By Stephanie Sevillano
MANILA – The Bureau of Customs (BOC) on Tuesday vowed to inspect more warehouses nationwide amid the intensified crackdown on rice smuggling in the country.
During the Palace press briefing, BOC Commissioner Bienvenido Rubio said this will ensure importers’ compliance with payment of duties and taxes in line with the anti-smuggling campaign of the administration under President Ferdinand R. Marcos Jr.
“As per the directive ng ating pangulo (of our president), we will be conducting more inspections of these warehouses and the inspection and visitation will be coordinated with other agencies like the DA (Department of Agriculture) and DTI (Department of Trade and Industry) po,” he said.
Alongside stricter inspections, Rubio also assured a close partnership with the Department of Justice (DOJ) to hold smugglers liable.
“We are now in close collaboration with DOJ para po mapabilis ‘yung pagsampa ng kaso at file ng charges against smugglers po na na-identify natin (to speed up the filing of charges against identified smugglers),” he said.
The BOC made the statement following its temporary closure of three warehouses containing around PHP505 million estimated aggregate value of imported rice in San Juan, Balagtas, Bulacan.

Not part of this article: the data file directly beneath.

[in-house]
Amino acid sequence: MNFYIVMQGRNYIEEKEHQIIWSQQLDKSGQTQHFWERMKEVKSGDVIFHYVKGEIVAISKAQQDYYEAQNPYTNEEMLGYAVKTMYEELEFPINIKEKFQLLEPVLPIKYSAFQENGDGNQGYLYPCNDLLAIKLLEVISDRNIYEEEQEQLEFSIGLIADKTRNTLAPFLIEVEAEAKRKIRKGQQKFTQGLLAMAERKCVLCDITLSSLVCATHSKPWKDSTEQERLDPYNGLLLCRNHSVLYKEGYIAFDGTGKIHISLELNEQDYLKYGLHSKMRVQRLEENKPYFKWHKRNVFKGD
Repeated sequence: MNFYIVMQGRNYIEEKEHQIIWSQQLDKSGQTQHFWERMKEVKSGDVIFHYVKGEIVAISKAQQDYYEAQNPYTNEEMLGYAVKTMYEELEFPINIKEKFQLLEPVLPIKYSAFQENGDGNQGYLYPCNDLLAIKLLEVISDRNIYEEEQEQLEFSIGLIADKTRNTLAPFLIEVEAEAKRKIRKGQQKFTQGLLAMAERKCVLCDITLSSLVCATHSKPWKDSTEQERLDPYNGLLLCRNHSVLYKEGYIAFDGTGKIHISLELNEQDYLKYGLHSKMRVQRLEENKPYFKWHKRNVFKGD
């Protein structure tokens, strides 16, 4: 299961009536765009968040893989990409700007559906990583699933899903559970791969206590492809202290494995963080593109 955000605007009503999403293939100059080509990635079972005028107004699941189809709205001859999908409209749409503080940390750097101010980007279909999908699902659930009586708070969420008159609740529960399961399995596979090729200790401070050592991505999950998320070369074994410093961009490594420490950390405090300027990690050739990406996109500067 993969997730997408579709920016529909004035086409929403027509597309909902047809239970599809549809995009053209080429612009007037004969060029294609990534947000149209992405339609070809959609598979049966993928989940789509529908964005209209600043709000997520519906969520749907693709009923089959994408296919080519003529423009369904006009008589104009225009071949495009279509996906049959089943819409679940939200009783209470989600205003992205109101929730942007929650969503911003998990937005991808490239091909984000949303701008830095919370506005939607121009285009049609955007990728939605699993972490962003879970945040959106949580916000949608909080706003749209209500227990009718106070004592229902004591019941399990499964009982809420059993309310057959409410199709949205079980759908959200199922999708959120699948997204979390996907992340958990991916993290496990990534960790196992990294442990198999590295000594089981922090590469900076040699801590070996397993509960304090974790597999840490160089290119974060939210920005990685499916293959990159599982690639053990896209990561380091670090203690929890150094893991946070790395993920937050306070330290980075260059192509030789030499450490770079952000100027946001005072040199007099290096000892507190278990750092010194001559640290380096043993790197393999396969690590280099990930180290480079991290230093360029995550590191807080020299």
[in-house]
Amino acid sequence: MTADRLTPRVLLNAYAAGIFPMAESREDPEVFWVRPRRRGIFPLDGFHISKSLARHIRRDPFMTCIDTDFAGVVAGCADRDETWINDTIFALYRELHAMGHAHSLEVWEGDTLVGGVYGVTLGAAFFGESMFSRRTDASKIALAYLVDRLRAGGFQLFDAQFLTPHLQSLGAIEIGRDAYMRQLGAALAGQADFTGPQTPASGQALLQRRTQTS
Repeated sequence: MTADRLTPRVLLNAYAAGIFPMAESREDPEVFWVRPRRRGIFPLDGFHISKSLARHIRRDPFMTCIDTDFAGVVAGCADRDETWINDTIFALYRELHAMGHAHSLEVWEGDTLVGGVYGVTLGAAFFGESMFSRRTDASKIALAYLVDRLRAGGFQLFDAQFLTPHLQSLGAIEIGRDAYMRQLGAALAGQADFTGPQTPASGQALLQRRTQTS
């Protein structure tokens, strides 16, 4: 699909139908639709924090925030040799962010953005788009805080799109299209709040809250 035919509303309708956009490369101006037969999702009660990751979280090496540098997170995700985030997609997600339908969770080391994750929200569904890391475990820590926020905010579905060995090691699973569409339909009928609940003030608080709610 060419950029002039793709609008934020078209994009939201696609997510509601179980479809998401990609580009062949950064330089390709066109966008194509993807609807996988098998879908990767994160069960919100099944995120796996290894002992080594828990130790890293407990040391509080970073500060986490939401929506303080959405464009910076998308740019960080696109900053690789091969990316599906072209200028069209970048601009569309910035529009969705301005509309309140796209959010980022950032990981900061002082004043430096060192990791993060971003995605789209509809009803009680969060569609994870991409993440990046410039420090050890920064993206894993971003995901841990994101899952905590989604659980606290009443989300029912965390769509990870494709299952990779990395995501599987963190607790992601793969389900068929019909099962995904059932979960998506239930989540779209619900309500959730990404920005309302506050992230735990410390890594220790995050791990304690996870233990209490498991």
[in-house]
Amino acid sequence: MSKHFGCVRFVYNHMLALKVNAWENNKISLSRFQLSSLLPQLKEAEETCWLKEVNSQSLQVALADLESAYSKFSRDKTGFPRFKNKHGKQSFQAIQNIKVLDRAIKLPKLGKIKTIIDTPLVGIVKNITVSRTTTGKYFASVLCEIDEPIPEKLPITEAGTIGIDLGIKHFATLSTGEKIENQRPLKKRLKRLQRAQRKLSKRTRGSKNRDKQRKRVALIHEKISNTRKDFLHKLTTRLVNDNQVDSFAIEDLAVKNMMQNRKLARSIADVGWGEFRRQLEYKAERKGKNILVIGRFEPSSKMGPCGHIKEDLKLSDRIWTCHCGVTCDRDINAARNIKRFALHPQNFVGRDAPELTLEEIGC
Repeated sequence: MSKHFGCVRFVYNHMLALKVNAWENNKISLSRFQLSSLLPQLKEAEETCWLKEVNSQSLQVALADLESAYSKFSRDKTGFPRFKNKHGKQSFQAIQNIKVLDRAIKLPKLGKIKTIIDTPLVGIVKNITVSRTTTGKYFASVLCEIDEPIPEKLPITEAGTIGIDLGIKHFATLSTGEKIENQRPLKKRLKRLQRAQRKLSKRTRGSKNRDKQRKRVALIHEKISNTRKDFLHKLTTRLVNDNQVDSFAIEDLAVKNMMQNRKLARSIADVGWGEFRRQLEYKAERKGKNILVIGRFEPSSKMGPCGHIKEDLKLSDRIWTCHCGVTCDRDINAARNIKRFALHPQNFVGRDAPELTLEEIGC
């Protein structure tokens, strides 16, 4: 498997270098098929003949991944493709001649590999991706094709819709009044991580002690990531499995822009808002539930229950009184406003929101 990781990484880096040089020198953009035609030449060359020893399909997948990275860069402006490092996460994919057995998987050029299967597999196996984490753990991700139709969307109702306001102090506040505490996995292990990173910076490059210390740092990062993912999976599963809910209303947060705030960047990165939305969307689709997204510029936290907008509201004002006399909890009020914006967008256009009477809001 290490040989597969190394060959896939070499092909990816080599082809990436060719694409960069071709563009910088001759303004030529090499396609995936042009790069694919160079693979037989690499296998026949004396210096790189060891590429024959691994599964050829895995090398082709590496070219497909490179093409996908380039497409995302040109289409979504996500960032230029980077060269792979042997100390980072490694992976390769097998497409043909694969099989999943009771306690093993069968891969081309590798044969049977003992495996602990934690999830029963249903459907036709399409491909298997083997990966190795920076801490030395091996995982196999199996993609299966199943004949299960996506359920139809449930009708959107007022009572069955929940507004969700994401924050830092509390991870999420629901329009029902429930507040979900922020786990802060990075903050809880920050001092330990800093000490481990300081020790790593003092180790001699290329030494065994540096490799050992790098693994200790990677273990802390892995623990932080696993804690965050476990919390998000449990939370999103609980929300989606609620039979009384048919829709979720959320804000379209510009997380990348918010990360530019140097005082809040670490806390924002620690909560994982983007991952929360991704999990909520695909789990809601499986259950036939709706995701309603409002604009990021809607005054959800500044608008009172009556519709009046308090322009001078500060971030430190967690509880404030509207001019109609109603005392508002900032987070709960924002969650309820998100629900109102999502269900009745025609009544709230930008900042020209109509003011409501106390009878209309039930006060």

“We served three letters of authority (LOA) against three warehouses reportedly utilized in storing imported rice located at the Intercity Industrial Complex-San Juan Balagtas, Bulacan,” Rubio said.
These include the Great Harvest Rice Mill, San Pedro warehouse and FS Rice Mill warehouse, which allegedly store imported rice from Vietnam, Cambodia and Thailand.
Under Section 224 of the Customs Modernization and Tariff Act (CMTA), the owners and operators of the three involved warehouses have 15 days to comply with the necessary documents from the issuance of LOA.
This means they have until Sept. 8 to submit all proofs of payment of duties and taxes, Rubio said.
“Aside from the import documents, also the lease agreements or lease contracts of these warehouses will also be part that is required to be submitted to the Bureau of Customs,” BOC Director for Customs Intelligence Investigation Service Verne Enciso said.
If warehouse owners and operators, however, fail to submit requirements after 15 days, the BOC may confiscate the imported supply of rice under the issuance of a warrant of seizure and detention.
Rubio said the subject warehouses were sealed temporarily to secure the imported sacks of rice found pending the completion of the inventory.
Meanwhile, the BOC recorded around PHP16.8 billion collected tariff for legitimate rice importation as of Aug. 26.
To date, the BOC has also apprehended around PHP30 billion worth of contraband and smuggled goods in the country.
“This is the highest so far in the last five years,” he said. (PNA)